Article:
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J Am Med Inform Assoc doi:10.1136/amiajnl-2011-000096
  • Research and applications

Using information mining of the medical literature to improve drug safety

  1. Siddhartha Dalal
  1. RAND Corporation, Santa Monica, California, USA
  1. Correspondence to Siddhartha Dalal, RAND Corporation, 1776 Main St, Santa Monica, CA 90401, USA; sdalal{at}rand.org
  1. Contributors Both Drs Dalal and Shetty had full access to all of the data in the study and take responsibility for the integrity of the data and the accuracy of the data analysis. All significant contributors have been acknowledged.

  • Received 26 July 2011
  • Accepted 2 March 2011
  • Published Online First 5 May 2011

Abstract

Objective Prescription drugs can be associated with adverse effects (AEs) that are unrecognized despite evidence in the medical literature, as shown by rofecoxib's late recall in 2004. We assessed whether applying information mining to PubMed could reveal major drug–AE associations if articles testing whether drugs cause AEs are over-represented in the literature.

Design MEDLINE citations published between 1949 and September 2009 were retrieved if they mentioned one of 38 drugs and one of 55 AEs. A statistical document classifier (using MeSH index terms) was constructed to remove irrelevant articles unlikely to test whether a drug caused an AE. The remaining relevant articles were analyzed using a disproportionality analysis that identified drug–AE associations (signals of disproportionate reporting) using step-up procedures developed to control the familywise type I error rate.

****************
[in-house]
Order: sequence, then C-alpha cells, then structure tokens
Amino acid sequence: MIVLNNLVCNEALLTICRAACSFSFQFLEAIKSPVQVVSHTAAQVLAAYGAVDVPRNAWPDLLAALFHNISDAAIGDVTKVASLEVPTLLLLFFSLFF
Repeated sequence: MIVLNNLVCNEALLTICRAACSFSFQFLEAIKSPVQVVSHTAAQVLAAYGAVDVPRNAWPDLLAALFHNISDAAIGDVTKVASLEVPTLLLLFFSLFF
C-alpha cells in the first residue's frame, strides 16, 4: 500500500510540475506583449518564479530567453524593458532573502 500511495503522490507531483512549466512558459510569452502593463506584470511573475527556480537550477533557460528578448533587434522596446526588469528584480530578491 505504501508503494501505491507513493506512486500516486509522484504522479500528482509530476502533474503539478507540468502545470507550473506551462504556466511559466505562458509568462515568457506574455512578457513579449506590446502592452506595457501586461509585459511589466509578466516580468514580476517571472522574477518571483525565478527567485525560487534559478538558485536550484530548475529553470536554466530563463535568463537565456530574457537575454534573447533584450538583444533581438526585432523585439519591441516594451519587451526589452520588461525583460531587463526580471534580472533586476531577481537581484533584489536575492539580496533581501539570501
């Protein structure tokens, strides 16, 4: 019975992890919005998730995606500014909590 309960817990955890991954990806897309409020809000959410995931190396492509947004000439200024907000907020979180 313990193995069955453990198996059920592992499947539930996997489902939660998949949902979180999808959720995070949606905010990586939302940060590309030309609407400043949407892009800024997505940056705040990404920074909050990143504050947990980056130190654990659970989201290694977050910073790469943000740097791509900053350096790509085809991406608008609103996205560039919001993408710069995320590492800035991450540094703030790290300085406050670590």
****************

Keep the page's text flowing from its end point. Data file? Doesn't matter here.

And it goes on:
Measurements Sensitivity and positive predictive value (PPV) for empirical drug–AE associations as judged against drug–AE associations subject to FDA warnings.

Results In testing, the statistical document classifier identified relevant articles with 81% sensitivity and 87% PPV. Using data filtered by the statistical document classifier, base-case models showed 64.9% sensitivity and 42.4% PPV for detecting FDA warnings. Base-case models discovered 54% of all detected FDA warnings using literature published before warnings. For example, the rofecoxib–heart disease association was evident using literature published before 2002. Analyses incorporating literature mentioning AEs common to the drug class of interest yielded 71.4% sensitivity and 40.7% PPV.

Conclusions Results from large-scale literature retrieval and analysis (literature mining) compared favorably with and could complement current drug safety methods.

Footnotes

  • Funding The RAND Corporation funded this work through an internal grant to Dr Dalal, and had no role in the study.

  • Competing interests None.

  • Provenance and peer review Not commissioned; internally peer reviewed.

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